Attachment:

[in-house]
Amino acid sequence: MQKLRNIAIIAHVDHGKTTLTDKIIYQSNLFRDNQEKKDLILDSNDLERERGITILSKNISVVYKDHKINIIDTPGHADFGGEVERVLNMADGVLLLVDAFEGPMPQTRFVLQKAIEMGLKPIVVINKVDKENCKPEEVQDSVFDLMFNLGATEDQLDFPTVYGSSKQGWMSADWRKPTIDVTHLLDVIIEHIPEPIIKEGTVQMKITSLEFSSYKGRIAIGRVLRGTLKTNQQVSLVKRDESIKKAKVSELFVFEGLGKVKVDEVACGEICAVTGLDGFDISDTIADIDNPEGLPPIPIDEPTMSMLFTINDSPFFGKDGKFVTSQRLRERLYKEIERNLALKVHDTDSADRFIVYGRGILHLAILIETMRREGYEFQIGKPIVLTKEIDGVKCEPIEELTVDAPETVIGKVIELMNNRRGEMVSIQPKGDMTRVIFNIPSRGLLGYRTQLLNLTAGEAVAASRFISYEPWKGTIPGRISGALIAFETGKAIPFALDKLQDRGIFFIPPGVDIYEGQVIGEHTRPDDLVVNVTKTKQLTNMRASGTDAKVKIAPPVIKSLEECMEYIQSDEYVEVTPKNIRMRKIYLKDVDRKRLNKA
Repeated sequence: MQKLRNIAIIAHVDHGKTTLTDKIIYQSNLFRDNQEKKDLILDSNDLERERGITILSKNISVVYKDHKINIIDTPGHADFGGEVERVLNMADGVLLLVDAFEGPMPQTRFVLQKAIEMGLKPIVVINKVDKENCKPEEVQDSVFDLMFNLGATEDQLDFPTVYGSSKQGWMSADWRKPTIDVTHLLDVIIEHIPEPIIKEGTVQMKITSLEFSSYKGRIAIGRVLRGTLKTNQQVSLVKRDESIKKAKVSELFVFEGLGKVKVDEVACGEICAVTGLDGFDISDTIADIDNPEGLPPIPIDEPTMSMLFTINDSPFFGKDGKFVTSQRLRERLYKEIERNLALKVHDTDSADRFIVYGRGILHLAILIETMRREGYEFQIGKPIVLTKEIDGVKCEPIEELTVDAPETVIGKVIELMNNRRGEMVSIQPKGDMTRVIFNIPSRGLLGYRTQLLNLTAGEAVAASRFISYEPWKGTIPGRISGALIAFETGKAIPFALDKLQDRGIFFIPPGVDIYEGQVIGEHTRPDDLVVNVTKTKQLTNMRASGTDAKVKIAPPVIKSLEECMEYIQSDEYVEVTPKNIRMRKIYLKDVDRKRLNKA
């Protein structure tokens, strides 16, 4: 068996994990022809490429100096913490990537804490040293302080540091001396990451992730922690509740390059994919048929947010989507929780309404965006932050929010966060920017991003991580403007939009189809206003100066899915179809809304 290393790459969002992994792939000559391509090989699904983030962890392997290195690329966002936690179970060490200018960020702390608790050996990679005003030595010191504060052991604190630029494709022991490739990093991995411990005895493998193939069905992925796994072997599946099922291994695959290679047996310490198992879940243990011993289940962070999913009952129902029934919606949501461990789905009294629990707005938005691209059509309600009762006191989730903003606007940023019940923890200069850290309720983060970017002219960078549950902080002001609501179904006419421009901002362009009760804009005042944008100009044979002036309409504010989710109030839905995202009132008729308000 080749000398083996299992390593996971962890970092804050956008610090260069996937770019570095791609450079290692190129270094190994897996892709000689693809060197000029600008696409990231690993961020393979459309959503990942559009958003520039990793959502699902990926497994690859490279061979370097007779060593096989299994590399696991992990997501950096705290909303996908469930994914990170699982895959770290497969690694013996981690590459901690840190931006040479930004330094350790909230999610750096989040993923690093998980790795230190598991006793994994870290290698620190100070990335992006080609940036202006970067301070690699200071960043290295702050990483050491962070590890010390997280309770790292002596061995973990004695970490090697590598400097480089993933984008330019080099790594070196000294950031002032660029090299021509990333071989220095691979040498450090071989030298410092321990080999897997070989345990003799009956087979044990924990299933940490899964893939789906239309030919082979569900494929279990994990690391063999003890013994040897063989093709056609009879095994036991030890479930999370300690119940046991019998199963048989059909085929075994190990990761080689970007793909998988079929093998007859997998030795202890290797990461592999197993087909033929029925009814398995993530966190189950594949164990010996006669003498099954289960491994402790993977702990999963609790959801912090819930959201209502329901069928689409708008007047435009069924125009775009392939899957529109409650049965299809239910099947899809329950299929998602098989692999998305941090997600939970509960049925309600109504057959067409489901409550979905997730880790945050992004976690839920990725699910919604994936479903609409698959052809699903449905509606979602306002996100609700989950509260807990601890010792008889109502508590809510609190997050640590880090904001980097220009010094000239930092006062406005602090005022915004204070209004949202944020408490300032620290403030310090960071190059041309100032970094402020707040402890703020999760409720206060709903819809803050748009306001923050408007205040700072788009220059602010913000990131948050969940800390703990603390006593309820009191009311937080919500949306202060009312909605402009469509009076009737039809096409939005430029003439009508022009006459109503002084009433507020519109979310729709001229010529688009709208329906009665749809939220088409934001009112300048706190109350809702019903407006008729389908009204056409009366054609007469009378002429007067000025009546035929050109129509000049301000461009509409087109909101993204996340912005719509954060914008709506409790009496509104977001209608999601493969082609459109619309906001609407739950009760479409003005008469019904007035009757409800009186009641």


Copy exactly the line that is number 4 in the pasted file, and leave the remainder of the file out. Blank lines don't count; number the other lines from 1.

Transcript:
């Protein structure tokens, strides 16, 4: 068996994990022809490429100096913490990537804490040293302080540091001396990451992730922690509740390059994919048929947010989507929780309404965006932050929010966060920017991003991580403007939009189809206003100066899915179809809304 290393790459969002992994792939000559391509090989699904983030962890392997290195690329966002936690179970060490200018960020702390608790050996990679005003030595010191504060052991604190630029494709022991490739990093991995411990005895493998193939069905992925796994072997599946099922291994695959290679047996310490198992879940243990011993289940962070999913009952129902029934919606949501461990789905009294629990707005938005691209059509309600009762006191989730903003606007940023019940923890200069850290309720983060970017002219960078549950902080002001609501179904006419421009901002362009009760804009005042944008100009044979002036309409504010989710109030839905995202009132008729308000 080749000398083996299992390593996971962890970092804050956008610090260069996937770019570095791609450079290692190129270094190994897996892709000689693809060197000029600008696409990231690993961020393979459309959503990942559009958003520039990793959502699902990926497994690859490279061979370097007779060593096989299994590399696991992990997501950096705290909303996908469930994914990170699982895959770290497969690694013996981690590459901690840190931006040479930004330094350790909230999610750096989040993923690093998980790795230190598991006793994994870290290698620190100070990335992006080609940036202006970067301070690699200071960043290295702050990483050491962070590890010390997280309770790292002596061995973990004695970490090697590598400097480089993933984008330019080099790594070196000294950031002032660029090299021509990333071989220095691979040498450090071989030298410092321990080999897997070989345990003799009956087979044990924990299933940490899964893939789906239309030919082979569900494929279990994990690391063999003890013994040897063989093709056609009879095994036991030890479930999370300690119940046991019998199963048989059909085929075994190990990761080689970007793909998988079929093998007859997998030795202890290797990461592999197993087909033929029925009814398995993530966190189950594949164990010996006669003498099954289960491994402790993977702990999963609790959801912090819930959201209502329901069928689409708008007047435009069924125009775009392939899957529109409650049965299809239910099947899809329950299929998602098989692999998305941090997600939970509960049925309600109504057959067409489901409550979905997730880790945050992004976690839920990725699910919604994936479903609409698959052809699903449905509606979602306002996100609700989950509260807990601890010792008889109502508590809510609190997050640590880090904001980097220009010094000239930092006062406005602090005022915004204070209004949202944020408490300032620290403030310090960071190059041309100032970094402020707040402890703020999760409720206060709903819809803050748009306001923050408007205040700072788009220059602010913000990131948050969940800390703990603390006593309820009191009311937080919500949306202060009312909605402009469509009076009737039809096409939005430029003439009508022009006459109503002084009433507020519109979310729709001229010529688009709208329906009665749809939220088409934001009112300048706190109350809702019903407006008729389908009204056409009366054609007469009378002429007067000025009546035929050109129509000049301000461009509409087109909101993204996340912005719509954060914008709506409790009496509104977001209608999601493969082609459109619309906001609407739950009760479409003005008469019904007035009757409800009186009641």